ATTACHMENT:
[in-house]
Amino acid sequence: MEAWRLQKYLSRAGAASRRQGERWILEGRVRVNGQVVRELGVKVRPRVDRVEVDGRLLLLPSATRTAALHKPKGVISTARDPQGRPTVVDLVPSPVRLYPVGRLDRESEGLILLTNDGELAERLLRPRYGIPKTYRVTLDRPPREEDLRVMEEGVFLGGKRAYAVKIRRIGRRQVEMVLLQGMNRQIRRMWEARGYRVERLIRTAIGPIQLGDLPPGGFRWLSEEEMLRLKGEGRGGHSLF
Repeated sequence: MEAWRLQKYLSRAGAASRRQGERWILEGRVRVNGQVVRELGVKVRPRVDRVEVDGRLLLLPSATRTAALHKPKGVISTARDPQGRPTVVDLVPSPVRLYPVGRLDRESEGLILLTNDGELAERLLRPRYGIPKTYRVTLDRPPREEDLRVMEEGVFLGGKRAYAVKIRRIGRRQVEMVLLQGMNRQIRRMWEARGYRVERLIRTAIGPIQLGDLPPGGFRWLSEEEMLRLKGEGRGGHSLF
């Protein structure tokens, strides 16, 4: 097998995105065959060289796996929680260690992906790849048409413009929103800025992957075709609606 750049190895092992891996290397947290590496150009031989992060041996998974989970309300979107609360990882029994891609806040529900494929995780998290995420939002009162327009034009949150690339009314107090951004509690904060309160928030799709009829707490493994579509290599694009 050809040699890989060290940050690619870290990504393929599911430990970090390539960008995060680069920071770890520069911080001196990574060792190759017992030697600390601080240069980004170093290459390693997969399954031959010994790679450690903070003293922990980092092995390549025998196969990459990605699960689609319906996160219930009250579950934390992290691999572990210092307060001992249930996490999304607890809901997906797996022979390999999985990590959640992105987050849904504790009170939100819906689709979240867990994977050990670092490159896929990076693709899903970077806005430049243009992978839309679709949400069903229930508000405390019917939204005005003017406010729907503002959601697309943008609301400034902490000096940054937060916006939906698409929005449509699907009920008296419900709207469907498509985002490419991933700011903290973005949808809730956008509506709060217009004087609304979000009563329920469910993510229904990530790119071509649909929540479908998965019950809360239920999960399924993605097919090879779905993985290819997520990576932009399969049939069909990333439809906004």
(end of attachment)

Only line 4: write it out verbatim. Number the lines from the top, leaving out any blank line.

């Protein structure tokens, strides 16, 4: 097998995105065959060289796996929680260690992906790849048409413009929103800025992957075709609606 750049190895092992891996290397947290590496150009031989992060041996998974989970309300979107609360990882029994891609806040529900494929995780998290995420939002009162327009034009949150690339009314107090951004509690904060309160928030799709009829707490493994579509290599694009 050809040699890989060290940050690619870290990504393929599911430990970090390539960008995060680069920071770890520069911080001196990574060792190759017992030697600390601080240069980004170093290459390693997969399954031959010994790679450690903070003293922990980092092995390549025998196969990459990605699960689609319906996160219930009250579950934390992290691999572990210092307060001992249930996490999304607890809901997906797996022979390999999985990590959640992105987050849904504790009170939100819906689709979240867990994977050990670092490159896929990076693709899903970077806005430049243009992978839309679709949400069903229930508000405390019917939204005005003017406010729907503002959601697309943008609301400034902490000096940054937060916006939906698409929005449509699907009920008296419900709207469907498509985002490419991933700011903290973005949808809730956008509506709060217009004087609304979000009563329920469910993510229904990530790119071509649909929540479908998965019950809360239920999960399924993605097919090879779905993985290819997520990576932009399969049939069909990333439809906004």